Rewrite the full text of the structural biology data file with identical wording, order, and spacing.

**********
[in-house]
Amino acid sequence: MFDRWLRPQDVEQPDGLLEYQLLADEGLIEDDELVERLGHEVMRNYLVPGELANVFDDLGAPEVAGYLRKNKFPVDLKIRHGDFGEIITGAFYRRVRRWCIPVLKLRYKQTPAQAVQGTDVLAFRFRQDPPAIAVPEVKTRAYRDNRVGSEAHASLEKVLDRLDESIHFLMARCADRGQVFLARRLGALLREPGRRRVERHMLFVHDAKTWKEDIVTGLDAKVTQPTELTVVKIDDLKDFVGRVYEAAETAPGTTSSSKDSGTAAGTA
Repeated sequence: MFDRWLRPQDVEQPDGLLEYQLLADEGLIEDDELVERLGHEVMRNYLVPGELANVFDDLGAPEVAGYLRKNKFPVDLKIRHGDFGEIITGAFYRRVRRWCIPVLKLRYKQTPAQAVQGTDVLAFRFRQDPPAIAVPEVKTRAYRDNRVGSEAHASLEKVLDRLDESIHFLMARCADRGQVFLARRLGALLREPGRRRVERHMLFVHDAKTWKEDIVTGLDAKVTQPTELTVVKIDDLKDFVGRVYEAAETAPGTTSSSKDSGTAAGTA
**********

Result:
[in-house]
Amino acid sequence: MFDRWLRPQDVEQPDGLLEYQLLADEGLIEDDELVERLGHEVMRNYLVPGELANVFDDLGAPEVAGYLRKNKFPVDLKIRHGDFGEIITGAFYRRVRRWCIPVLKLRYKQTPAQAVQGTDVLAFRFRQDPPAIAVPEVKTRAYRDNRVGSEAHASLEKVLDRLDESIHFLMARCADRGQVFLARRLGALLREPGRRRVERHMLFVHDAKTWKEDIVTGLDAKVTQPTELTVVKIDDLKDFVGRVYEAAETAPGTTSSSKDSGTAAGTA
Repeated sequence: MFDRWLRPQDVEQPDGLLEYQLLADEGLIEDDELVERLGHEVMRNYLVPGELANVFDDLGAPEVAGYLRKNKFPVDLKIRHGDFGEIITGAFYRRVRRWCIPVLKLRYKQTPAQAVQGTDVLAFRFRQDPPAIAVPEVKTRAYRDNRVGSEAHASLEKVLDRLDESIHFLMARCADRGQVFLARRLGALLREPGRRRVERHMLFVHDAKTWKEDIVTGLDAKVTQPTELTVVKIDDLKDFVGRVYEAAETAPGTTSSSKDSGTAAGTA